President Obama has announced his intent to nominate Kurt Campbell for Assistant Secretary for East Asian and Pacific Affairs (EAP Bureau).
Dr. Kurt Campbell is the CEO and Co-Founder of the Center for a New American Security (CNAS), an organization dedicated to advancing a strong, centrist national security strategy. He concurrently serves as director of the Aspen Strategy Group and as chairman of the Editorial Board of the Washington Quarterly. Prior to that, he served as senior vice president, director of the International Security Program, and Henry A. Kissinger Chair in National Security Policy at the Center for Strategic and International Studies (CSIS). Campbell is also the founder of StratAsia, a strategic advisory firm focused on Asia.
He has been a contributing writer to the New York Times, an on-air commentator for NPR’s All Things Considered, and a consultant to ABC News. Previously, Campbell served in several capacities in government, including as deputy assistant secretary of defense for Asia and the Pacific in the Pentagon, a director on the National Security Council Staff, deputy special counselor to the president for NAFTA in the White House, and White House fellow at the Department of the Treasury. For his service, he received the Department of Defense Medals for Distinguished Public Service and for Outstanding Public Service.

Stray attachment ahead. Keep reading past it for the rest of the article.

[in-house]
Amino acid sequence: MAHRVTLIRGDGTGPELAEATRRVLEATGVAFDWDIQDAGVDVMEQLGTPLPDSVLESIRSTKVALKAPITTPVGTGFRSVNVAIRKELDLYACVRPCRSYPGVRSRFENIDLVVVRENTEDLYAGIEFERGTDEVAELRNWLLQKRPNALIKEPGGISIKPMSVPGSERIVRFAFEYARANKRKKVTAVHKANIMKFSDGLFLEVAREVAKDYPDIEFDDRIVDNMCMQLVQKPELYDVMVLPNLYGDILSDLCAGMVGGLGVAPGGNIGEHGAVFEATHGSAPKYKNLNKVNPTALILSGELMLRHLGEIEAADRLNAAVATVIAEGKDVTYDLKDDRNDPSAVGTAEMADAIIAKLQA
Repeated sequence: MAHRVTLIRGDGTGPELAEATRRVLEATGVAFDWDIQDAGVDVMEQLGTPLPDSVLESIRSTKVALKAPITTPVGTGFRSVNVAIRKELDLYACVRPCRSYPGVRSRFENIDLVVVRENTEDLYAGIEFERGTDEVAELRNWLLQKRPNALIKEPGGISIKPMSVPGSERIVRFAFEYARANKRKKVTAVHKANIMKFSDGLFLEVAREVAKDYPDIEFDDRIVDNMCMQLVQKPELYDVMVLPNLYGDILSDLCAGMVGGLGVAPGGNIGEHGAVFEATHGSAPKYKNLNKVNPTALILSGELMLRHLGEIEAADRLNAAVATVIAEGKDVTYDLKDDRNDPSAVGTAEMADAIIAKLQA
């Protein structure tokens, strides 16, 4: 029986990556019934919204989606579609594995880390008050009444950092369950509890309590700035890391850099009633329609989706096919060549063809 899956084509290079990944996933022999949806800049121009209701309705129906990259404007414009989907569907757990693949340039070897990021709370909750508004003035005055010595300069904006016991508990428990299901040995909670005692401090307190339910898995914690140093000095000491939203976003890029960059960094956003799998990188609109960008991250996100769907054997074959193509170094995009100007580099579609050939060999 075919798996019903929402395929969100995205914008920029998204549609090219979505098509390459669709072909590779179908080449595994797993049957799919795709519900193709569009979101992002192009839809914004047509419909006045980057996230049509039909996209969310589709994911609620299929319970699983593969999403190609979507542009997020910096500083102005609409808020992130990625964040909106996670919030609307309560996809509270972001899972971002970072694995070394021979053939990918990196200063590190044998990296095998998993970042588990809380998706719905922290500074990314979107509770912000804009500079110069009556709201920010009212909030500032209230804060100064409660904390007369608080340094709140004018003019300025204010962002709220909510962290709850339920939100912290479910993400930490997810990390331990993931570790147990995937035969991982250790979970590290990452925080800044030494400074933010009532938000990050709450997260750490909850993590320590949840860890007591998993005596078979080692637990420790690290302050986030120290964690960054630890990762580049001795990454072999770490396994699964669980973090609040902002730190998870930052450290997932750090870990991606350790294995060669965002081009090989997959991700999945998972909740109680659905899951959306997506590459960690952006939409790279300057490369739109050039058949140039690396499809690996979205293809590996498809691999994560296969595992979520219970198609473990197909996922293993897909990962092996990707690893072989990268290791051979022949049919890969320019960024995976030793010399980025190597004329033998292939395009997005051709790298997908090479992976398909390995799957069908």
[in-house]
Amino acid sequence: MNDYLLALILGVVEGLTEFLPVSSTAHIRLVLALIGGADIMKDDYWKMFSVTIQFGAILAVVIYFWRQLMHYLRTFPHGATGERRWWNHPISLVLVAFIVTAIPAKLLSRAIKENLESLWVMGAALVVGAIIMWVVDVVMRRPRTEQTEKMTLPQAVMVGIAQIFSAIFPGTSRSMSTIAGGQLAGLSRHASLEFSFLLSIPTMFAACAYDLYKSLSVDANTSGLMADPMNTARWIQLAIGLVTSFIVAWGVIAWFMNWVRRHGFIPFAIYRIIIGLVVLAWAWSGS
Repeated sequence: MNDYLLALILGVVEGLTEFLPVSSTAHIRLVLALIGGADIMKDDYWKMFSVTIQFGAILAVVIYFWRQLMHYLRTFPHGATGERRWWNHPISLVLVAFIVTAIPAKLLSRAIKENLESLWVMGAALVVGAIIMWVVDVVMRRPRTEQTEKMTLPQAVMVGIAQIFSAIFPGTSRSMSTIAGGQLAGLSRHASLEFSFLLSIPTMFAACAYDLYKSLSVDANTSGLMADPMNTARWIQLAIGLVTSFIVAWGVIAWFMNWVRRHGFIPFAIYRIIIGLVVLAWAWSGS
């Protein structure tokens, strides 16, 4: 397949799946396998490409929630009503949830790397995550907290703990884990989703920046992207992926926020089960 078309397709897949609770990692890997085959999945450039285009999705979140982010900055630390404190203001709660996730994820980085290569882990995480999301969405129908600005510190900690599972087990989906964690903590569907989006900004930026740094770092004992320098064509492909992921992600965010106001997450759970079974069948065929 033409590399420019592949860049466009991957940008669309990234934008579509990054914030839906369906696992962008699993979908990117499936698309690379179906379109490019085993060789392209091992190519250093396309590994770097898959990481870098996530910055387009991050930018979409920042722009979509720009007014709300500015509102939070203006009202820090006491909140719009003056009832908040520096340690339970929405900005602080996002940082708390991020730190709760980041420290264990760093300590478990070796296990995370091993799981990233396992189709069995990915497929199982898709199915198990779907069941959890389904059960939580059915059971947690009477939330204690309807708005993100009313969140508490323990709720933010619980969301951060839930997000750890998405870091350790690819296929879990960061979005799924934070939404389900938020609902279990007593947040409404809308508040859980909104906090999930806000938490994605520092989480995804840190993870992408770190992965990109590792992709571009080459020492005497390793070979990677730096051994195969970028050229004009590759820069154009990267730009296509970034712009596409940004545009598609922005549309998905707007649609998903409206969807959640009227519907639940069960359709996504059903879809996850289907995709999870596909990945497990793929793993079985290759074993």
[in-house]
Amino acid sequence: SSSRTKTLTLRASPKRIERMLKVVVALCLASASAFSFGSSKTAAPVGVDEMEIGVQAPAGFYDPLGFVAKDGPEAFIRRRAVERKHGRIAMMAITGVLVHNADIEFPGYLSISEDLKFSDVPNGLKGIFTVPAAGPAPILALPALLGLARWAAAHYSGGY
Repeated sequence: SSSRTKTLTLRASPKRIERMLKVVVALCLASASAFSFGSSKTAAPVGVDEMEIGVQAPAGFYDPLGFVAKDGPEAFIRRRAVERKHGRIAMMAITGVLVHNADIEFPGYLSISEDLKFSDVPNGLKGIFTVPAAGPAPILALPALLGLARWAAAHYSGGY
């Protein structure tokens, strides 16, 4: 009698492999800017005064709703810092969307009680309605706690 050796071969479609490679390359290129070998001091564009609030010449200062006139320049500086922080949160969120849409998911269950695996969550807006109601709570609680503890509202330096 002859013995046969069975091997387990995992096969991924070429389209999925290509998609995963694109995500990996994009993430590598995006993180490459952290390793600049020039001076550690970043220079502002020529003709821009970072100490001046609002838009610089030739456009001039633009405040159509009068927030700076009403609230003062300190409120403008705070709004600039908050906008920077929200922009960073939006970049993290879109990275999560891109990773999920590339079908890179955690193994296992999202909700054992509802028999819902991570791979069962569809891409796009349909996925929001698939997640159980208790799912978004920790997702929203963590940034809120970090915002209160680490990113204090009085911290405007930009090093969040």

Campbell is a member of the Council on Foreign Relations, the Wasatch Group, and the International Institute for Strategic Studies. He was also associate professor of public policy and international relations at the John F. Kennedy School of Government and assistant director of the Center for Science and International Affairs at Harvard University. Campbell also served as the Co-Chairman of the recently completed 9/11 Pentagon Memorial Fund. He served as an officer in the U.S. Navy on the Joint Chiefs of Staff and in the Chief of Naval Operations Special Intelligence Unit.
He received his B.A. from the University of California, San Diego, a certificate in music and politics from the University of Erevan in the Soviet Union, and a doctorate in international relations from Oxford University as a Marshall scholar.